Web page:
See, also, Kansas City Southern Ry. Co. v. Silica Products Co. (C.C.A.) 48 F.2d 503.

Ellis therefore had no right to claim elements not disclosed in his original application, by renewal application filed two years and five months after the filing of his original application when, prior to the filing of such renewal, the Hanson patent had issued and the Celotex lath had gone into public use.

We shall, therefore, pass without consideration on the merits all contentions bottomed on claims 6 to 16, inclusive, of the Ellis patent, leaving for consideration on the merits only claims 1 to 4, inclusive.

This group of claims deals primarily with the board itself and its longitudinal edge construction making no reference to the groove formed for the reception of plaster. They provide for a composition fiber board with shiplapped or rabbeted edges, one tongue being longer than the other. Claim 4, designated by plaintiff as typical of this group, is as follows: "4. As a new article of manufacture, a composition fibre board having opposite longitudinal edges corner notched in opposite parallel edges to provide lap projections, the lap projection at one longitudinal edge being of greater depth transversely of the board than that of the other longitudinal edge, respective projections being formed by corner notching in opposite directions inwardly from opposite face sides of the board."

As has already been observed, one of these lap projections is longer or deeper than the other. Each lap projection is made by cutting a right-angled recess in the edge of each of the adjacent boards, so that if expansion takes place on moistening the surface containing the narrow groove formed by the unequal length of the two tongues, the shorter tongue, by expansion, approaches the opposite wall and tends to close up the groove.

In our view of the record, it is not necessary to go into the defendant's construction because we think these claims, in view of the prior art, fail to disclose novelty or invention.

The form of the longitudinal joint in the Ellis device is shown in Encyclopedia Britannica (1911 Edition) vol. 15, at page 477. The rabbeted joint there illustrated shows one tongue longer than the other. The device of a groove in the bottom of a board for the specific purpose of preventing warping is shown in the Reed patent, No. 168,672. In the Riley manual, at page 269, is illustrated a weather boarding as applied to the outside of a house, showing one tongue or the rabbeted joint longer than the other. Similar joints are found in the Sword patent, No. 467,063; the Gemmer patent, No. 576,569; the Piver patent, No. 624,862; the Australian patent, No. 2370; the Aycock patent, No. 1,202,770; and the Cooper patent, No. 1,496,368. True, these patents relate particularly to wooden joints, but they disclose the feature of having one tongue longer than the other to provide for expansion.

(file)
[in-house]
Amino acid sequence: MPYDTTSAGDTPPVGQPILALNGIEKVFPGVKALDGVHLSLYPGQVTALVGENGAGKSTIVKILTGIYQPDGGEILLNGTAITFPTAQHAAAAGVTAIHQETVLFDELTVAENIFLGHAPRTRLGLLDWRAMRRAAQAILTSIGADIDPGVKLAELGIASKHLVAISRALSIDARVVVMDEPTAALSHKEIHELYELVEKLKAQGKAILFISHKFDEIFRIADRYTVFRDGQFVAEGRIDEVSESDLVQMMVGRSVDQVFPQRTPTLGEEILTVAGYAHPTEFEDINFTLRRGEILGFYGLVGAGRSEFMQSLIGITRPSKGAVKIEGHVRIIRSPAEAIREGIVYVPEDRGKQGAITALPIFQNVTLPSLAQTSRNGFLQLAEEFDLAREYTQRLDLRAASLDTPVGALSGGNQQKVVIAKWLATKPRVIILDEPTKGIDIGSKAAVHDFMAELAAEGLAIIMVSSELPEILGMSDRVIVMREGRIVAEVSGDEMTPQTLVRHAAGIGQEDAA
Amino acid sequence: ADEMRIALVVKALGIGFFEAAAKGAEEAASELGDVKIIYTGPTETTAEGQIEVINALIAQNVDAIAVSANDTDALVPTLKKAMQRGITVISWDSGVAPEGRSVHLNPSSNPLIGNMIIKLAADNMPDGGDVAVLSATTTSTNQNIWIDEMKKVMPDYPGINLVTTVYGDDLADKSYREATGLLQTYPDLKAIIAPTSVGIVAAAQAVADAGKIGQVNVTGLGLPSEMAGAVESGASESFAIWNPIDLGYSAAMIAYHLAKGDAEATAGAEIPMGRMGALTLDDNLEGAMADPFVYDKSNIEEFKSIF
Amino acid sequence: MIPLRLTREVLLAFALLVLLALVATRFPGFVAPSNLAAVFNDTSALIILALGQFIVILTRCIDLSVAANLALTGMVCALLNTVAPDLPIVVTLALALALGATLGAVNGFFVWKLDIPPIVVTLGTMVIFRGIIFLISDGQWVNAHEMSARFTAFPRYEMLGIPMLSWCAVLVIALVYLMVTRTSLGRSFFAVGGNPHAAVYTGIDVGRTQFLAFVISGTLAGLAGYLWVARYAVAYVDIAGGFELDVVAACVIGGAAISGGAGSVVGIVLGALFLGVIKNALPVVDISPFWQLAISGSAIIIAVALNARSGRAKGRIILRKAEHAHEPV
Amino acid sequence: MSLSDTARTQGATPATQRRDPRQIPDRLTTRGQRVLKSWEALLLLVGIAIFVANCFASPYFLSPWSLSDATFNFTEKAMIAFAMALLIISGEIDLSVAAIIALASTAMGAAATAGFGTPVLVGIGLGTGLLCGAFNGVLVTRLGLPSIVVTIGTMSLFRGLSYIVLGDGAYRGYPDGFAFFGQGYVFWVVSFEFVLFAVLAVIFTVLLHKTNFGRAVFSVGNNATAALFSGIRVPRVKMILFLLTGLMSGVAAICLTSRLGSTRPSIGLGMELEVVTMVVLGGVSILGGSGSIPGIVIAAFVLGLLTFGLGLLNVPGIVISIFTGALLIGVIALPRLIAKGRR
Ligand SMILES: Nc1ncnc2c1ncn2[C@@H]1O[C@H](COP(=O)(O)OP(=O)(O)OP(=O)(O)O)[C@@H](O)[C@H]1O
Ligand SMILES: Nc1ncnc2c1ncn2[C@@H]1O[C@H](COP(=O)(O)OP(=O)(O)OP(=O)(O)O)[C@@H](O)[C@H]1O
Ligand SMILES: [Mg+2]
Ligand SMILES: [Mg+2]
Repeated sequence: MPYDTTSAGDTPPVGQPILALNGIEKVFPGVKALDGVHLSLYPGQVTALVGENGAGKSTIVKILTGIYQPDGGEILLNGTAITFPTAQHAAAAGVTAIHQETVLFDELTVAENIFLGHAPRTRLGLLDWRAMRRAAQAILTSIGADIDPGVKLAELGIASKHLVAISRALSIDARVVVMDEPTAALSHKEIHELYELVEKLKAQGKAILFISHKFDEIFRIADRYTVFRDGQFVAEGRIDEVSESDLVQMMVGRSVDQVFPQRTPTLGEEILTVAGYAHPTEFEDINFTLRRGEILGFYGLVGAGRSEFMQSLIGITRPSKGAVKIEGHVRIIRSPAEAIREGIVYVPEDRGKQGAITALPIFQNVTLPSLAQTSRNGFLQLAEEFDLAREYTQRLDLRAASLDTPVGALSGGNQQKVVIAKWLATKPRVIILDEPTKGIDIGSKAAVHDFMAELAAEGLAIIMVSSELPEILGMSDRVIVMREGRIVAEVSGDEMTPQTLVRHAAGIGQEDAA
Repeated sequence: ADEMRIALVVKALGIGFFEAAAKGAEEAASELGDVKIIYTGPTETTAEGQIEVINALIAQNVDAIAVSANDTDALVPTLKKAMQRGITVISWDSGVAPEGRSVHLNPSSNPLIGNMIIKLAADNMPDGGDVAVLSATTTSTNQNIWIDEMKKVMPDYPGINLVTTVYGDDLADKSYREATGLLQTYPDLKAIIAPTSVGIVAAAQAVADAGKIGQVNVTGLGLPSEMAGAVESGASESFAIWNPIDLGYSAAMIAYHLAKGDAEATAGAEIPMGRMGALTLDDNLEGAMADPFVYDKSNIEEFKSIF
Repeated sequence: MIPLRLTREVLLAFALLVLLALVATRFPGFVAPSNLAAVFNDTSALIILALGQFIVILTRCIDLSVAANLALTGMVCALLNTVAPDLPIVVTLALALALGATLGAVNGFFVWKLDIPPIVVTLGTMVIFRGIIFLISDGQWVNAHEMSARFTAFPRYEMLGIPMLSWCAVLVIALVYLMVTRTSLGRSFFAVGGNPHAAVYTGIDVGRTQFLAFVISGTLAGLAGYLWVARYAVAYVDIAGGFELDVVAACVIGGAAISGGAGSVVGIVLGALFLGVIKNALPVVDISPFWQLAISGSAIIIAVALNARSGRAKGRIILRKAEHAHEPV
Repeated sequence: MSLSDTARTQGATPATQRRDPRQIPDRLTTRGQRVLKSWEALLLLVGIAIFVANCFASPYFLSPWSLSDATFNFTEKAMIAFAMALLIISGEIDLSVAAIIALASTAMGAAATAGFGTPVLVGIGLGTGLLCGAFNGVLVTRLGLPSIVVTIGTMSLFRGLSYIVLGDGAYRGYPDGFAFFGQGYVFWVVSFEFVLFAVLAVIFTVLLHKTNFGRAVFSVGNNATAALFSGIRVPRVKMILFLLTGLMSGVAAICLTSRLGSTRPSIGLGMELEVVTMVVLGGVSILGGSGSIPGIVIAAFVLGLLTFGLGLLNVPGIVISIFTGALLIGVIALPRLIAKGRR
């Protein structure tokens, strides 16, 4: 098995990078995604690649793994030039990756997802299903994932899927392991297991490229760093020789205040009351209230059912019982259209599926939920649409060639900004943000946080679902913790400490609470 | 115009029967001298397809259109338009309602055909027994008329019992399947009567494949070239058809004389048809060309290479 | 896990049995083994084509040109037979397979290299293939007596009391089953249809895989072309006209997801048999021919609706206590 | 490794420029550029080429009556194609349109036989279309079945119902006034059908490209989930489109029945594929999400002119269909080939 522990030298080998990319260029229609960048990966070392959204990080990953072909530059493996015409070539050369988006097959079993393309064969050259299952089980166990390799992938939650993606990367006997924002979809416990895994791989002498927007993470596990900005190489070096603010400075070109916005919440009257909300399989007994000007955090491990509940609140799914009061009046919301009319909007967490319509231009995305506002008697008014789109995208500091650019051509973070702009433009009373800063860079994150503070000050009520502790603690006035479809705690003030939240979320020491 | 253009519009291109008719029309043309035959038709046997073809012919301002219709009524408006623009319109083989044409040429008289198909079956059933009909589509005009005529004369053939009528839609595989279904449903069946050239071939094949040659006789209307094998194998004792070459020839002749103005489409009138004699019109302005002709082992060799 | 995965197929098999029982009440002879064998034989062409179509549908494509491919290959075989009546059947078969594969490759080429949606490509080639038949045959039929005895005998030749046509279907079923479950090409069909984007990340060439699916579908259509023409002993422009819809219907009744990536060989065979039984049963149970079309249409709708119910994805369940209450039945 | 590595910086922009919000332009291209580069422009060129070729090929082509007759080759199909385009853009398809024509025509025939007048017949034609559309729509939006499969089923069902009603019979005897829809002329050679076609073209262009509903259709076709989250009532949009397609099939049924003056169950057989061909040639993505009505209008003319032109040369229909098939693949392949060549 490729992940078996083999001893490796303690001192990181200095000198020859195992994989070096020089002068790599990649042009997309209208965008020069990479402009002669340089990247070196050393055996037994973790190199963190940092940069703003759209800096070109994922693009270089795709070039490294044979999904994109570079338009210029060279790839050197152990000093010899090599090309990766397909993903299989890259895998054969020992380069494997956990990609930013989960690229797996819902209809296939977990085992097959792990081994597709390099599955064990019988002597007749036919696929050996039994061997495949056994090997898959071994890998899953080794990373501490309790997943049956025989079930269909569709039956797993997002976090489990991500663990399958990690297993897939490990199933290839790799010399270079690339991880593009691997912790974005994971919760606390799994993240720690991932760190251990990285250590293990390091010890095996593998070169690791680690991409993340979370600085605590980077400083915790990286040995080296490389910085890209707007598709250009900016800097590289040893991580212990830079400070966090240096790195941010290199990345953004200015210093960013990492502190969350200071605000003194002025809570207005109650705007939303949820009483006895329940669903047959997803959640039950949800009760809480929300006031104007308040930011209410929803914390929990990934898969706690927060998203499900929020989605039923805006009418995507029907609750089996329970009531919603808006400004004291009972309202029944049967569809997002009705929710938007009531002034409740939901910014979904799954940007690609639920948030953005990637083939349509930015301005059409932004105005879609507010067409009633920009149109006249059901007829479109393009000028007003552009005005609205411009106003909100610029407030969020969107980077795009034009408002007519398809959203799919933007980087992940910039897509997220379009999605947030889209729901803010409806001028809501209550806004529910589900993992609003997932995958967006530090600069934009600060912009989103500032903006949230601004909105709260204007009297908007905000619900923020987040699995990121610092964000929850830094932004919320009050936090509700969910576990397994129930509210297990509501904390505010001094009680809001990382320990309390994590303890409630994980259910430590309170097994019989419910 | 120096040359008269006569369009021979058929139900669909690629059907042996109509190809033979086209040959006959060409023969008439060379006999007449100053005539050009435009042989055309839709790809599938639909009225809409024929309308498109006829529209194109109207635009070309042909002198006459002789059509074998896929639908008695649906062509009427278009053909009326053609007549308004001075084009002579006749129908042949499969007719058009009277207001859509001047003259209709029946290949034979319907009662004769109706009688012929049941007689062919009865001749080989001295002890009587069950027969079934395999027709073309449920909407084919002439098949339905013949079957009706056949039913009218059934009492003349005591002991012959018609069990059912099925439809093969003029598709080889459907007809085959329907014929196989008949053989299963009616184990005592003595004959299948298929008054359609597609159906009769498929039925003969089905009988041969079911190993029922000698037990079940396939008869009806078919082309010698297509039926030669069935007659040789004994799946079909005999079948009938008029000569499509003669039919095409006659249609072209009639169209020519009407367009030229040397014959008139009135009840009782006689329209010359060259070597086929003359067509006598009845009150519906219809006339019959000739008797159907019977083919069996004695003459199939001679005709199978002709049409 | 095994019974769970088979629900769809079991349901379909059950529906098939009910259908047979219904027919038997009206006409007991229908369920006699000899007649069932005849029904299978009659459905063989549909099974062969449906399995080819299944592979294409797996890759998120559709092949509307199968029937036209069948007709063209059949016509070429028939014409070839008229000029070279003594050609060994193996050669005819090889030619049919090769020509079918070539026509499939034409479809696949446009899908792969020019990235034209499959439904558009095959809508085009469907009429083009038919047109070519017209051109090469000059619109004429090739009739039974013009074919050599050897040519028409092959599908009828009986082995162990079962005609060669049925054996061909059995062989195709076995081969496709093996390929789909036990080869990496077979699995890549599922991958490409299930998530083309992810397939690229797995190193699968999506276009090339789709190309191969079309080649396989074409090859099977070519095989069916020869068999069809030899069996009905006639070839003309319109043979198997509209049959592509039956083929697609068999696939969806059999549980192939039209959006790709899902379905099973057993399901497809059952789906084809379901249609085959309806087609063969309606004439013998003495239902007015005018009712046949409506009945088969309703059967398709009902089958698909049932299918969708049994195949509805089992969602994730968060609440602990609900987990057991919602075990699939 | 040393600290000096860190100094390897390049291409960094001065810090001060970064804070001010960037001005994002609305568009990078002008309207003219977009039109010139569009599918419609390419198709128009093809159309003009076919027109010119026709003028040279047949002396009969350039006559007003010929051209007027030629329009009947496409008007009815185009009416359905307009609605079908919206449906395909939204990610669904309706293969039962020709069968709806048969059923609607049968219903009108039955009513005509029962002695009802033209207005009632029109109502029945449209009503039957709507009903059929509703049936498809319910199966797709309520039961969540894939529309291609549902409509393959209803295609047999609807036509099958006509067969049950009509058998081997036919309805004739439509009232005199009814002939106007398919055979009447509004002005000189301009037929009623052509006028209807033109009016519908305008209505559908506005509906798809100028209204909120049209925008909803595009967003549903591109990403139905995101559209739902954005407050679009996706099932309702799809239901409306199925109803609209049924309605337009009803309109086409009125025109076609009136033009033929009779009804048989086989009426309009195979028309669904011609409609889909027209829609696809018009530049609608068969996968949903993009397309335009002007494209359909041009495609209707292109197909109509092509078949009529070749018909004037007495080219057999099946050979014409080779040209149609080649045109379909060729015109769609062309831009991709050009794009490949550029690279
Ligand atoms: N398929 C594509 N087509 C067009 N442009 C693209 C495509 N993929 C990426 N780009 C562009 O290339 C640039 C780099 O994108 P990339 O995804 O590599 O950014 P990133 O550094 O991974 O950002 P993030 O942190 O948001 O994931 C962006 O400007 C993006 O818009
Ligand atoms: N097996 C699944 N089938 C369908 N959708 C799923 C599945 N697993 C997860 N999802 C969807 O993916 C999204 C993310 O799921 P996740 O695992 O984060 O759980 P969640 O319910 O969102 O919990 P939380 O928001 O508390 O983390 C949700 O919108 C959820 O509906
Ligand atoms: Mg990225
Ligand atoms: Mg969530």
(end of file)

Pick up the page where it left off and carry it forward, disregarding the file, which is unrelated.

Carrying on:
Rabbeted joints in material to which plaster or other material is applied are found in the Jones patent, No. 886,813. In this patent the composition is made up of plaster of paris, cement, or other like substance, combined with hair, wood fiber, sawdust, wool, wood shavings, excelsior, straw, or similar substances. The length of the lath covers three joists instead of four. The boards are arranged in staggered relation to each other and the joints are shiplapped. The specification states that after the boards or blocks are placed in position they may be covered with wallpaper or other similar material, which, of course, would include plaster.

In the Shamiah patent, No. 914,317, the laths are shown as staggered and applied to the vertical joists. The ends of the boards are slightly spaced from each other. The boards themselves are made of porous composition so that nails may penetrate, and so that the surface is adapted to take up wall plaster to insure a firm bond between the plaster and the boards in smooth-finishing the wall and closing the joints between the boards and bonding them together.

Rabbeted joints in material to which plaster or similar material is applied are found in the Dryden patent, No. 915,570, and the Kammerer patent, No. 979,310. Such joints showing a space for penetration of the plaster are shown in the Burris patent, No. 346,638; the Liefer patent, No. 389,090; the Norcross patent, No. 526,730; the Swiss patent, No. 18,589; and the Wightman patent, No. 1,503,931. All of these patents long antedate the Ellis patent.

It is true that none of these devices disclosed by the patents mentioned are composed of fiber board. But the use of Celotex and Insulite as a plaster board was well known long before the issuance of the Ellis patent. Ellis, from a practical standpoint, made the boards smaller, provided the longitudinal edges with shiplapped, rabbeted joints, and arranged the boards in staggered relation. All of this is shown in such patents as the Jones and the Kammerer patents. It is immaterial whether the plaster base is made of fiber board, of bagasse or sugar cane fiber, or of cork, or of any other material subject to expansion and contraction. There is no invention in the mere substitution of one material for another. Tyler Co. v. Ludlow-Saylor Wire Co. (C.C.A.) 254 F. 436; Hotchkiss v. Greenwood, 11 How. 248, 13 L. Ed. 683; Atlantic Works v. Brady, 107 U.S. 192, 2 S. Ct. 225, 27 L. Ed. 438.

In the light of the prior art, we are of the view that there was no invention disclosed by claims 1 to 4 of the Ellis patent. They were not the product of invention, but rather of mechanical skill.

The judgment appealed from is therefore affirmed.

Summaries of

Insulite Co. v. Reserve Supply Co.

Circuit Court of Appeals, Eighth Circuit
Jul 26, 1932
60 F.2d 433 (8th Cir. 1932)
Case details for

Insulite Co. v. Reserve Supply Co.

Case Details


Court:Circuit Court of Appeals, Eighth Circuit

Date published: Jul 26, 1932


60 F.2d 433 (8th Cir. 1932)